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Group Therapy

Group psychotherapy or group therapy is a form of psychotherapy in which one or more therapists treat a small group of clients together as a group. The term can legitimately refer to any form of psychotherapy when delivered in a group format, including cognitive behavioural therapy or interpersonal therapy, but it is usually applied to psychodynamic group therapy where the group context and group process is explicitly utilised as a mechanism of change by developing, exploring and examining interpersonal relationships within the group. The broader concept of group therapy can be taken to include any helping process that takes place in a group, including support groups, skills training groups (such as anger management, mindfulness, relaxation training or social skills training), and psychoeducation groups. The differences between psychodynamic groups, activity groups, support groups, problem-solving and psycoeducational groups have been discussed by psychiatrist Charles Montgomery. Other, more specialised forms of group therapy would include non-verbal expressive therapies such as art therapy, dance therapy, or music therapy.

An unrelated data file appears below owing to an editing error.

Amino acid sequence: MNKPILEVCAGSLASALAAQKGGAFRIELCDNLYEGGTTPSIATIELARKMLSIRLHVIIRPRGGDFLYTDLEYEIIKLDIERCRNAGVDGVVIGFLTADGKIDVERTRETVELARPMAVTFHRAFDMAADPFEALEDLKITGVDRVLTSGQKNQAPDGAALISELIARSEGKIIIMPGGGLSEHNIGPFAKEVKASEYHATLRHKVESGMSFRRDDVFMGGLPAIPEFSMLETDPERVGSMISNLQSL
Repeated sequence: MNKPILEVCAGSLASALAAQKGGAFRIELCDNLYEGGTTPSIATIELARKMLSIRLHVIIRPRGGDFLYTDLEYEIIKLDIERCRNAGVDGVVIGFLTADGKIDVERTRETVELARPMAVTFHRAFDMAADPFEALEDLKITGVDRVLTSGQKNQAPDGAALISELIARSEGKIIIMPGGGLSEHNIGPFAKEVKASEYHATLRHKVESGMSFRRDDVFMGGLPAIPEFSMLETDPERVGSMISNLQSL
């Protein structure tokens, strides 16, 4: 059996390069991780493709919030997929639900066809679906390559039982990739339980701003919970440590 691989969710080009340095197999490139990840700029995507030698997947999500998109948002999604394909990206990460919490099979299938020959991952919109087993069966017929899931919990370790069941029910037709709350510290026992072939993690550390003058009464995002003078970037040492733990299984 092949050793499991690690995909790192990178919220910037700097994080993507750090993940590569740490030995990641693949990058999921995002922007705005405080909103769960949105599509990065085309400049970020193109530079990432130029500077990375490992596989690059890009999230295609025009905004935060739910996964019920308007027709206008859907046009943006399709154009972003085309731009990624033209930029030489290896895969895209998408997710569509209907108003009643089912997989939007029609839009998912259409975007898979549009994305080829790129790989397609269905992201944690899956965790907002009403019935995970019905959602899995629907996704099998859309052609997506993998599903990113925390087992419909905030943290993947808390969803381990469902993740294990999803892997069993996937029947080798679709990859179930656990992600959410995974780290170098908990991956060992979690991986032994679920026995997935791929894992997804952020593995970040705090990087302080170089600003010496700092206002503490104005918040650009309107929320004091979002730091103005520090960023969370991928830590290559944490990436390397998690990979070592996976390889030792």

Group therapy can form part of the therapeutic milieu of a psychiatric in-patient unit or ambulatory psychiatric partial hospitalization (also known as day hospital treatment). In addition to classical "talking" therapy, group therapy in an institutional setting can also include group-based expressive therapies such as drama therapy, psychodrama, art therapy, and non-verbal types of therapy such as music therapy and dance/movement therapy. Group psychotherapy is a key component of milieu therapy in a therapeutic community. The total environment or milieu is regarded as the medium of therapy, all interactions and activities regarded as potentially therapeutic and are subject to exploration and interpretation, and are explored in daily or weekly community meetings.[9] However, interactions between the culture of group psychotherapeutic settings and the more managerial norms of external authorities may create 'organizational turbulence' which can critically undermine a group's ability to maintain a safe yet challenging 'formative space'.[10] Academics at the University of Oxford studied the inter-organizational dynamics of a national democratic therapeutic community over a period of four years; they found external steering by authorities eroded the community's therapeutic model, produced a crisis, and led to an intractable conflict which resulted in the community's closure.

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